At around 3am local time in Singapore last night, Daniel Ricciardo was disqualified from qualifying. Why? His Renault exceeded the MGU-K power limit of 120kW in Q1, giving him a 0.000001 second advantage. And this wasn’t even his fastest lap!
The French Grand Prix was no thriller, but Formula One’s weekend in southern France was perfectly representative of the 2019 season being bent to the will of the sport’s unstoppable force.
Lewis Hamilton’s dominance at Le Castellet was absolute. He was imperious in qualifying, stealing pole position from under teammate Valtteri Bottas by a considerable 0.286 seconds.
He aced his getaway, immediately building a buffer to the Finn from the first lap. And he led every lap, having built such a margin over the field that his sole pit stop was effectively free.
Only the fastest lap was missing from the Briton’s otherwise complete weekend — thanks to a rule change this season, Ferrari was incentivised to pit the otherwise underwhelming Sebastian Vettel from fifth for a new set of tyres to claim the consolation point, thereby robbing Hamilton of a sixth grand slam.
But even his inability to claim this rare race achievement was remarkable, for his attempt on 29-lap-old hard tyres was just 0.024 seconds slower than Vettel’s last-gasp effort on new softs.
It was a powerful illustration of the gap between Hamilton and the rest.
The peerless victory takes Hamilton to an ominous 36-point title lead over Bottas. Though it is chilling the championship little more than a third of the way into the season and contributed to a barely watchable French Grand Prix, you can’t help but be impressed with the domineering style with which Hamilton has opened proceedings in 2019.
This is statistically the most successful start to a season in Hamilton’s 13-year F1 career, and more than being a mere marker of Mercedes’s good work mastering this year’s regulation changes, it signifies that the Briton has eliminated perhaps the final exploitable weakness in his game: his tendency to start slow and force himself into a fightback.
It’s been a flaw evident since the start of what we might term the Hamilton era beginning in 2014.
Eight rounds into the one-sided 2015 season he led Nico Rosberg by only ten points; today he leads Valtteri Bottas by 36.
In 2016 his lethargic start was particularly costly, his winless first four rounds directly contributing to his loss to teammate Nico Rosberg at the end of the season.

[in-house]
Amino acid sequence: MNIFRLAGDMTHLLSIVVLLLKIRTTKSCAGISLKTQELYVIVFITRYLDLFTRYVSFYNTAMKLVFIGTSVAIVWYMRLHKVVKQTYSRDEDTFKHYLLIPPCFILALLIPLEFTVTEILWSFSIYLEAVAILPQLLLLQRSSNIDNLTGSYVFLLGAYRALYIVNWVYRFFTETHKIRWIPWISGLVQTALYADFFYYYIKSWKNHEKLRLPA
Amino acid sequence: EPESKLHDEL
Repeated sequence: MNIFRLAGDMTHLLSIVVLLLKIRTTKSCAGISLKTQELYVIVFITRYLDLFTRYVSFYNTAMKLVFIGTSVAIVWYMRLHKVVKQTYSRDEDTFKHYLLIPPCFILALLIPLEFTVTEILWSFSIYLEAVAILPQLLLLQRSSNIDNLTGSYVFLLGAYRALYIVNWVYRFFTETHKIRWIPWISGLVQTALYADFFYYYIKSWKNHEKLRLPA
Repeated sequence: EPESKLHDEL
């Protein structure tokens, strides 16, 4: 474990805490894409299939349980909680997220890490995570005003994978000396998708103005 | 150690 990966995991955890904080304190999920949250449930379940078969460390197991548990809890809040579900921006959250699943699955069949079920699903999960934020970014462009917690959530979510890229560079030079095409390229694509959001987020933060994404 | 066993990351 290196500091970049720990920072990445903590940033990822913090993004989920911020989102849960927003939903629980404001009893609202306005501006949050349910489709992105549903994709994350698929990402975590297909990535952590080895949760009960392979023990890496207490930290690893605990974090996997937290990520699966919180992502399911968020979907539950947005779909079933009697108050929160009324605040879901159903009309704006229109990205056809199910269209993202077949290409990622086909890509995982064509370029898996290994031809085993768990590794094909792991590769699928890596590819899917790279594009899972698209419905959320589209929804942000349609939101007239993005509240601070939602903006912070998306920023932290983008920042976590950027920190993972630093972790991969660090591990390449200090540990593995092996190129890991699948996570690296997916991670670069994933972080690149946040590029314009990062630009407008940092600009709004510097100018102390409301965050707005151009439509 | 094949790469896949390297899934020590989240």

In 2017, a season in which he comfortably saw off Sebastian Vettel, it took him until the midseason break to really grasp the championship fight on his way to a 46-point victory.
Even last year, on points the most convincing championship of his career, it wasn’t until Round 11 that he really hit his straps, his emphatic drive to victory in Germany marking the beginning of a six-win run in seven races to extinguish Vettel’s title hopes.
But in 2019 this weakness has evaporated with his strongest ever start, immediately putting Ferrari to the sword and teammate Bottas under immense pressure just to stay afloat.
The seeds were sown at the end of last year with a flawless win at the dead rubber Abu Dhabi Grand Prix. Whereas a previous version of Hamilton would’ve allowed himself to ease off with the title safely tucked away — once with a disastrous consequence in the following season — this new-specification Lewis refused to give his rivals any oxygen.
As a result he’s carried all the momentum from his fifth world title into another season that’s sure to deliver him a sixth.
“The moment you sit back is the moment you lose,” Hamilton told Sky Sports Formula One in France. “I don’t plan on doing that.
“It’s just switching the mentality to always be fighting, always be hungry and always be pushing. There’s never a moment you shouldn’t be pushing.”
It is impossible for any fan of sport not to be impressed by this constant quest for self-improvement.
There is no other driver operating on the same level as Lewis Hamilton today. While the Briton has earned the benefit of a class-leading car and is obviously immensely naturally talented, it’s his insatiable desire to be the best — surely the point of any elite competition — that is setting him apart from his undoubtedly fast rivals.
No serious sport fan begrudges Roger Federer his decades of records record-breaking success, and we all laud the likes of Cristiano Ronaldo or Lionel Messi for their indelible impact upon modern football. Lewis Hamilton deserves to be accorded the same level of regard.
Of course soporific spectacles like the French Grand Prix, lamentable for the vast gaps in performance between the cars, aren’t made any more watchable for Hamilton streaming unopposed into the distance, but the Briton can hardly be blamed for maximising his possession of the best car on the grid.
And anyway, would you have bet against him winning even if all the cars were equal at the weekend?
I’m not sure I would’ve.